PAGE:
Inside the Cronin House, 1977

As a fifth grader growing up in Marshall, Michigan, author Bryndis Rubin had a class interview assignment and, being extremely fond of John Bellairs' books, talked her classmates into doing something involving the Cronin House, the inspiration for the house with clock in its walls. Upon calling the owners, the Misses Elizabeth and Virginia Cronin, she explained the project and was granted a tour and interview.

"As visuals were a requirement, I borrowed a Polaroid camera from my friend's mom. It was 1977 and Polaroid's were not common then, as I recall, so we thought it was really neat to be able to have such a high-tech aid for our project."

The classmates ended up touring the house with the Cronin sisters, learning interesting trivia and getting photographs of the interior and exterior of the popular Marshall landmark. "Some of the shots are a little blurry because I was 9 or 10 at the time, and not that great a photographer. Most are clear and not too bad and as a result I have used the pictures in my work as a librarian – nothing turns a kid on like visuals."

All this talk of the interior made us wonder if there was a coal pit and a boarded up tunnel behind it somewhere in the basement. We're joking, of course (and we hope you could figure that out), but like most old houses, coal was very much present in the house at one time. "There was a coal area somewhere but we were not allowed to see it because the Cronin sisters wouldn't let us go down into the basement. She said it was very dirty and the stairs leading down were rickety. The house had been converted from coal to gas and eventually electricity; it still had most of the original gas fixtures." We have to wonder how much of what the pictures show still existed at the time of Virginia Cronin’s death last year and how much of that was put up at the estate auction.

Rubin says she kept the project all this time because she loves the books. She kindly has allowed us to share her project to allow others a chance to see what the popular house looked like in the years following the publication of The House with a Clock in its Walls. She tells us, too, that the descriptions (below) are verbatim from the project (“and definitely in the fifth grade style!”). Enjoy!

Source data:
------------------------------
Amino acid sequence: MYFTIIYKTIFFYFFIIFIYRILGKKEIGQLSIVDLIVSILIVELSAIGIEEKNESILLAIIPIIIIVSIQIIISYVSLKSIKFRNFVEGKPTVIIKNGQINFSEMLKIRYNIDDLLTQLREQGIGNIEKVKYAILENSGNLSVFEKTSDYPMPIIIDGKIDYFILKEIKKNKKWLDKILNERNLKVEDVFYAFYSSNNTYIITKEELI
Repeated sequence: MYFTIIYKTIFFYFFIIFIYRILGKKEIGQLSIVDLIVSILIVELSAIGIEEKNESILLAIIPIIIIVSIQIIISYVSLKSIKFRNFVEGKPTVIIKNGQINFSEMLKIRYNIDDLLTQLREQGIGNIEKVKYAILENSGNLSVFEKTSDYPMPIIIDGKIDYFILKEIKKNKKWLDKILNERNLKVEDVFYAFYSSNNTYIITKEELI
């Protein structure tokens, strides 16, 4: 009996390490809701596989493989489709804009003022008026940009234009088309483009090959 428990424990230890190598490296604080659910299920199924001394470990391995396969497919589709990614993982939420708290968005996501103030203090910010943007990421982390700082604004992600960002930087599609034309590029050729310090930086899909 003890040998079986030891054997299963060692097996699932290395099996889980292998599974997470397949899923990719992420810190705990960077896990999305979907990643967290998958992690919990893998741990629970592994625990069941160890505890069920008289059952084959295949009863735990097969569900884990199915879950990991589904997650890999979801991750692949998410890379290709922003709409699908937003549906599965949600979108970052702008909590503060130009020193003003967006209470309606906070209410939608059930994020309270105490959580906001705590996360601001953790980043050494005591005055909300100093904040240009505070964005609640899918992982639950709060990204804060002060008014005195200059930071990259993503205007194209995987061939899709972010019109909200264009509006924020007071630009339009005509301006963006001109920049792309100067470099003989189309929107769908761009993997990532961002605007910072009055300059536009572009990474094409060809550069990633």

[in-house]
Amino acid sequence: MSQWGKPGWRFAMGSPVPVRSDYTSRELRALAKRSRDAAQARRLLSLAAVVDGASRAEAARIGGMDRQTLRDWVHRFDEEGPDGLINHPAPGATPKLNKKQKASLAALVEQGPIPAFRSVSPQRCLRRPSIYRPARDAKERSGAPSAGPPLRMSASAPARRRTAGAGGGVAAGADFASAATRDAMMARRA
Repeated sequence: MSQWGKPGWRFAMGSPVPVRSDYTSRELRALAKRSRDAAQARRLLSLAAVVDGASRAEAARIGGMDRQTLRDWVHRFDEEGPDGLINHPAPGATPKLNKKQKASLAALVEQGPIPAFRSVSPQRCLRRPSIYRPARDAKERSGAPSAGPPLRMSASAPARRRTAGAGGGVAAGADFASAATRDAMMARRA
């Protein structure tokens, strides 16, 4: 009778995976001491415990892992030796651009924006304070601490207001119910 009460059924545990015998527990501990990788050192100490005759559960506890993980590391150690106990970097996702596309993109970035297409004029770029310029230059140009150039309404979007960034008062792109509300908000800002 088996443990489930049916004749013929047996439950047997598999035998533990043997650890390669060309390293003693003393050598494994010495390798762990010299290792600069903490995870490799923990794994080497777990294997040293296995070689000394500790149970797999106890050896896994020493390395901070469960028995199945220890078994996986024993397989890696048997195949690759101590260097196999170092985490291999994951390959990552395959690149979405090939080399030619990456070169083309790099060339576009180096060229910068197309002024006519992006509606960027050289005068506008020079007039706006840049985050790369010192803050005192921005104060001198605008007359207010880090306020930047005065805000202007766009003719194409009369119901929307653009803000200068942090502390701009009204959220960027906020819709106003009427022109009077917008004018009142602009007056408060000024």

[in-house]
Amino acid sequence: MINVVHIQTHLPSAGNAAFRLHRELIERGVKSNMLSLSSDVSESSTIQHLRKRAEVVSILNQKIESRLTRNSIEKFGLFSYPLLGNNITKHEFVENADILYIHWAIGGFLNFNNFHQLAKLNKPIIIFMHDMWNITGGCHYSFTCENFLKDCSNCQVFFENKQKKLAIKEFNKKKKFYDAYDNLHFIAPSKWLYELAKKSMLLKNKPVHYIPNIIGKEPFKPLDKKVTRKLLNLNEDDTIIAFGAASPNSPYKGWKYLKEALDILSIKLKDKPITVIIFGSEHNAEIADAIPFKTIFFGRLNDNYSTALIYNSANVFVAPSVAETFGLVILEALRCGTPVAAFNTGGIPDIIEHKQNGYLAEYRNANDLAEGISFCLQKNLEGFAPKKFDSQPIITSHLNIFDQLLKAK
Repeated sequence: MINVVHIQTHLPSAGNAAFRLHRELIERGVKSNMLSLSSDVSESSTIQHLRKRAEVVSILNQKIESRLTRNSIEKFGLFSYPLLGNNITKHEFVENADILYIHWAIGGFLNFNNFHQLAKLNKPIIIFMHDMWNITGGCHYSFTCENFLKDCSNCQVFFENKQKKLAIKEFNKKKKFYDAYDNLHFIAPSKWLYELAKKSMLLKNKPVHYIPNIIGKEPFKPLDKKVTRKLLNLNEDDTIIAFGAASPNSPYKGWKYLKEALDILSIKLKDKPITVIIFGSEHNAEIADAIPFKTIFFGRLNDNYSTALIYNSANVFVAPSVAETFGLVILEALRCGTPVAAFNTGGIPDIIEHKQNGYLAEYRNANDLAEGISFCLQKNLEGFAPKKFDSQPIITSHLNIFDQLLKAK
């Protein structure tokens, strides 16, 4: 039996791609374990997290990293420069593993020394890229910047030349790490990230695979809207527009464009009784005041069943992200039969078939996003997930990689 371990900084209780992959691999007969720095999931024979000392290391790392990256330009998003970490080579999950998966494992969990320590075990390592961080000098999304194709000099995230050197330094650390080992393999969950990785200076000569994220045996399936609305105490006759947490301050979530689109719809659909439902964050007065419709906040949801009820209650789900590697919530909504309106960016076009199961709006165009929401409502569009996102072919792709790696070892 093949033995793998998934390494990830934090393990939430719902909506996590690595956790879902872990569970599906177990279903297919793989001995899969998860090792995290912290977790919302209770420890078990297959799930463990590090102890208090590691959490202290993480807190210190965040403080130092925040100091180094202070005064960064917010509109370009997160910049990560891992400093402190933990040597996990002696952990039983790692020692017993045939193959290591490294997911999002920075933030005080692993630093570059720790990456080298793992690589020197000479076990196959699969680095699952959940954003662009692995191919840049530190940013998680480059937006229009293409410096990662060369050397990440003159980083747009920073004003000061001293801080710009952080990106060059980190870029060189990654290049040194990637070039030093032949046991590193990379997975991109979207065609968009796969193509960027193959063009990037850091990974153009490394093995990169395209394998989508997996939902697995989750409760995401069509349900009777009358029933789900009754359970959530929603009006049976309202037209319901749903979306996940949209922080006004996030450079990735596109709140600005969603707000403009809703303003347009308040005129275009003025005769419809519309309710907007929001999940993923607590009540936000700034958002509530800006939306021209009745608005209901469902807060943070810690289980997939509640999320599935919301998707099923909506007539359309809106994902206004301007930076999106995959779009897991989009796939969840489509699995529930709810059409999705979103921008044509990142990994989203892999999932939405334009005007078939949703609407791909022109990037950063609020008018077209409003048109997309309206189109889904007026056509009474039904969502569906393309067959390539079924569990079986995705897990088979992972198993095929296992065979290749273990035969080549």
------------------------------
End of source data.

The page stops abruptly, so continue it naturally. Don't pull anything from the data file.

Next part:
The Cronin house was built by the sisters' grandfather, Jeremiah Cronin. It is at least five stories high and 105 years old.

This is the marble fireplace in the library. Above Virginia Cronin is a chandelier that was lit by gas when the sisters' grandfather lived there.

This is a view from the front parlor through the big bay window.

This is the fireplace in the living room. The clock on the mantle is 200 years old.

This is the view from coming in the front door and the old fashioned loom that Elizabeth Cronin still uses.

Standing in front of the china closet are Elizabeth L. (1906-1989) and Mary Virginia (1904-2002) Cronin.

This is a view from downstairs looking up the staircase.

This is a view from looking down the staircase.  Notice the light, it too was lighted with gas.

 
This is a view from the southeast corner of the cupola.


This is a view from the cupola showing Elizabeth Cronin walking her dog, Katy.

This is another view from the cupola showing the street.

 This is a device that was used to heat the Cronin house. First, water was brought from the creek and heated, then maids would carry water up to the device, then the hot water was distributed through the tubes to heat the house.

An old-fashioned bed in one of the upstairs bedrooms, with a large headboard.

This is another old-fashioned bedroom in the house.  The headboard and backboard have a spindle design.  Hand-made!

A back staircase - with a young Bryndis - used by the servants who were not allowed to use the main stairs.

Dishes used for marmalade, cream, and sugar.

I'm not sure if many people know about the "clock from the dump" story anymore, says Rubin, but the Cronin sisters told us that that story was a great favorite of their family. It was found in the city dump with the Cronin's name on it. A friend of theirs found it and brought it back to them. The family had Henry Hoolup fix it in 1900; it cost two dollars to fix. It is a beautiful clock and the sisters loved it very much.

The rear of the house.

Comments

Tidefan324 said…
I like this article! I noticed the 1977 pic of the front of the house is slightly different than the one at the top in this article. The tree....on the left side is missing. I wonder if a storm blew it down, or what?

Also I love the pic showing the street. Its exactly as I envisioned the street in the books. :)
· Bellairsia said…
Glad you enjoyed it. I forget just how we found Bryndis but once she offered to share this project with us, we knew others would find it just as interesting. I hadn't noticed the tree in the 70s photo, though...good eye.

As far as pictures are concerned, it's interesting to compare these late-1970s photos with those someone shared in our forum of more contemporary times. There's a photo in the forum of the same room as in one of Bryndis's photos shown here (I forget which one, maybe the one with the clock) - at any rate, the newer photo shows the same room but with green wallpaper. I laughed when I noticed the match - it was such a strange thing to think exists in a house that so many people want to believe holds much more sinister stuff. Though green wall paper might be sinister for some.

Especially if it were the colour of a lime gelatin dessert. Never mind.

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